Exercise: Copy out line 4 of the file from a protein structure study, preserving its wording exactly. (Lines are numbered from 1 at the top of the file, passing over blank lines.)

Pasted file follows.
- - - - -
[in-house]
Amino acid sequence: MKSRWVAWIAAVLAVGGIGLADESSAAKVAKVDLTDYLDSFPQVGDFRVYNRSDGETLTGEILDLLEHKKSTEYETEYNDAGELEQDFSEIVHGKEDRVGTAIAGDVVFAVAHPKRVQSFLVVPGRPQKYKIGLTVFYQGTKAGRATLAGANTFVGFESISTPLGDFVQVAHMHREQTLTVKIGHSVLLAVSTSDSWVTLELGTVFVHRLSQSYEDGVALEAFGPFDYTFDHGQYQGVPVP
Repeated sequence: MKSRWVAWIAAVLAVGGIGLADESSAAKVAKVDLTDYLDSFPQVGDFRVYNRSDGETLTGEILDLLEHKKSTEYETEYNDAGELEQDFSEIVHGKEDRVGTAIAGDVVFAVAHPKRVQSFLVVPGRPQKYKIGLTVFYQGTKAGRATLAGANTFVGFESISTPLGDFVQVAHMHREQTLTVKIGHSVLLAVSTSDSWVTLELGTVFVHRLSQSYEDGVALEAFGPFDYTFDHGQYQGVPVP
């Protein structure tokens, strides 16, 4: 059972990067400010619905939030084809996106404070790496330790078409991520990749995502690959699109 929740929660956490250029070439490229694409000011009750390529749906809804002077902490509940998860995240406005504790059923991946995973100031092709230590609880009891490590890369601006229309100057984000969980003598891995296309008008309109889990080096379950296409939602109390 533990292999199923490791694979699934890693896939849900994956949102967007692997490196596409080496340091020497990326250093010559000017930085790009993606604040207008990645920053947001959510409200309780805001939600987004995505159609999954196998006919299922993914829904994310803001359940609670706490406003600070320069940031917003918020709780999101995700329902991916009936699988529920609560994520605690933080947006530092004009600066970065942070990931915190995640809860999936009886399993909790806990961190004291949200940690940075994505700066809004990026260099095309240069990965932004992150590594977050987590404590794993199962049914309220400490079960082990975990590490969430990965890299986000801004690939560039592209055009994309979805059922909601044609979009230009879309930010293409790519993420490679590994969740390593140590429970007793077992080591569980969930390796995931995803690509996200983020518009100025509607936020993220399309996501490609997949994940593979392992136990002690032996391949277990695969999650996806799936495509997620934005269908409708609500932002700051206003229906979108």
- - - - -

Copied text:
């Protein structure tokens, strides 16, 4: 059972990067400010619905939030084809996106404070790496330790078409991520990749995502690959699109 929740929660956490250029070439490229694409000011009750390529749906809804002077902490509940998860995240406005504790059923991946995973100031092709230590609880009891490590890369601006229309100057984000969980003598891995296309008008309109889990080096379950296409939602109390 533990292999199923490791694979699934890693896939849900994956949102967007692997490196596409080496340091020497990326250093010559000017930085790009993606604040207008990645920053947001959510409200309780805001939600987004995505159609999954196998006919299922993914829904994310803001359940609670706490406003600070320069940031917003918020709780999101995700329902991916009936699988529920609560994520605690933080947006530092004009600066970065942070990931915190995640809860999936009886399993909790806990961190004291949200940690940075994505700066809004990026260099095309240069990965932004992150590594977050987590404590794993199962049914309220400490079960082990975990590490969430990965890299986000801004690939560039592209055009994309979805059922909601044609979009230009879309930010293409790519993420490679590994969740390593140590429970007793077992080591569980969930390796995931995803690509996200983020518009100025509607936020993220399309996501490609997949994940593979392992136990002690032996391949277990695969999650996806799936495509997620934005269908409708609500932002700051206003229906979108």